Saturday, July 11, 2015

Back In My Day (Say It Like a Grumpy Old Man)

I remember watching this
on our black-and-white TV
that had 3 channels when
weather was good.
I'm sitting at my desk in front of a laptop computer that is more powerful than the one that was in the first rocket that went to the moon. My phone, basically a hand-held computer on which I can call or Skype anyone in the country for no extra charge, sits in front of me. To my left, I'm watching Wimbledon on a 60-inch HDTV. Somewhere in this room is a Kindle Fire with dozens of books stored on it. My dad has a laptop and smartphone. My mom has a cell phone. There are two printers in our house. There are, I estimate, five home phone extensions in the house. There are four more HDTVs in the house, all with dozens of HD cable channels. And, by connecting my laptop to my TV, I can access thousands and thousands of movies via Netflix. Type in (or simply say) the name of a song and chances are I can listen to it instantly, while learning who wrote it, who else recorded it, and what other songs are available from the same artists.
Why am I saying all this? Because this is the new norm. We are completely steeped in technology. I am on the tail end of a generation that remembers when it wasn't this way. Students in my classes don't remember a time when cell phones, tablets, and laptop computers weren't ubiquitous. Because of that, I believe, they mostly don't really appreciate how far we've come. That's neither good nor bad; it's just true. 

rotary telephone, vintage, antique, oldschool
Dialing used to mean actually dialing
all the numbers again. You had to actually think
about how badly you wanted to talk to this person.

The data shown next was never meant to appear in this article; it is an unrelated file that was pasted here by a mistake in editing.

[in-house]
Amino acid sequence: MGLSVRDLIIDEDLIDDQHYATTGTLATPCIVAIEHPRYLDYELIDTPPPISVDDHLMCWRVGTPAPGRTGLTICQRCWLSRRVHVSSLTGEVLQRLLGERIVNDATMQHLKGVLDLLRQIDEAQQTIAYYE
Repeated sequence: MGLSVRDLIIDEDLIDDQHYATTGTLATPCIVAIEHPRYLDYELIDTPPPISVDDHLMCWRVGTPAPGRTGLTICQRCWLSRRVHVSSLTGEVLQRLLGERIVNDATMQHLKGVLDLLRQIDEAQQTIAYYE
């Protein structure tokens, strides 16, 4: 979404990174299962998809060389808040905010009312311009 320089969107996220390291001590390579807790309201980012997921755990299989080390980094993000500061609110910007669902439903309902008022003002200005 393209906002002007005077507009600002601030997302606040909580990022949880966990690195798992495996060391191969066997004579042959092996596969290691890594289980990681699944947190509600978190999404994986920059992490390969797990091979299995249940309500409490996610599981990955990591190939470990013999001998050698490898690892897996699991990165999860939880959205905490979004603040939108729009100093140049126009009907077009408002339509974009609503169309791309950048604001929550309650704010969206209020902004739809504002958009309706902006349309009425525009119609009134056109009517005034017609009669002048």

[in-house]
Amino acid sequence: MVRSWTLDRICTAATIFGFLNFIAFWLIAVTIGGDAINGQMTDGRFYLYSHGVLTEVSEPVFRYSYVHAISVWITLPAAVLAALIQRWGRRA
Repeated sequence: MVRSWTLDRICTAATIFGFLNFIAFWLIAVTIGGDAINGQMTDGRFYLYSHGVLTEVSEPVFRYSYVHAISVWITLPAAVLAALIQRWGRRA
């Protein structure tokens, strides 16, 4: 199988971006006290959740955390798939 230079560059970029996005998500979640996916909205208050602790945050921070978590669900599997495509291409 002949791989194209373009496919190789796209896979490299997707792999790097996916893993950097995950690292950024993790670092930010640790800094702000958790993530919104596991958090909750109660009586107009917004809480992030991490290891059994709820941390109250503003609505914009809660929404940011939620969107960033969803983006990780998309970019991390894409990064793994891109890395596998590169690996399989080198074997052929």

I grew up in a house with one phone. It was attached to the wall in the dining room. It had a rotary dial. Making a long distance call was a commitment, not just because you paid by the minute but also because it took a while to dial in all the numbers. And if you dialed a digit wrong part-way through, you had to start over. None of this backspace crap. Or, for that matter, redial, caller ID, or contact lists. If you wanted to store someone's phone number, you wrote it down in an actual physical address book, something you got a new one of occasionally because the old one was filled with scratched out and changed numbers. Or you ran out of pages if you were popular. That was never an issue for me, but I heard stories. 

And don't even get me started on busy signals.  They were enough to make you cry, especially if you really needed or wanted to talk to that person. I was dating a beautiful young woman named Tammy who went away to Lynchburg, Virginia to college (that whole thing is post unto itself if I ever get the courage to share just how big a horse's butt I was in ruining that). We could write to each other--on paper with pens--but in order to talk, we arranged that I would call her at a certain time on a certain evening. There was one phone per floor in her dorm, so if any of the other girls was on the phone, it was busy. I was to just keep trying every five minutes until it wasn't busy. Sometimes it would take an hour before I got through. So when we finally got to talk, we took advantage of it. That weekly call to Tammy was an event. Everyone in the family knew to stay out of the dining room, not because we were saying secret things, but because we wanted to be able to concentrate on each other with no distractions for that--literal--few minutes we had with each other. And if the phone bill was too big because we didn't watch the clock enough, the calls got cancelled for the next month.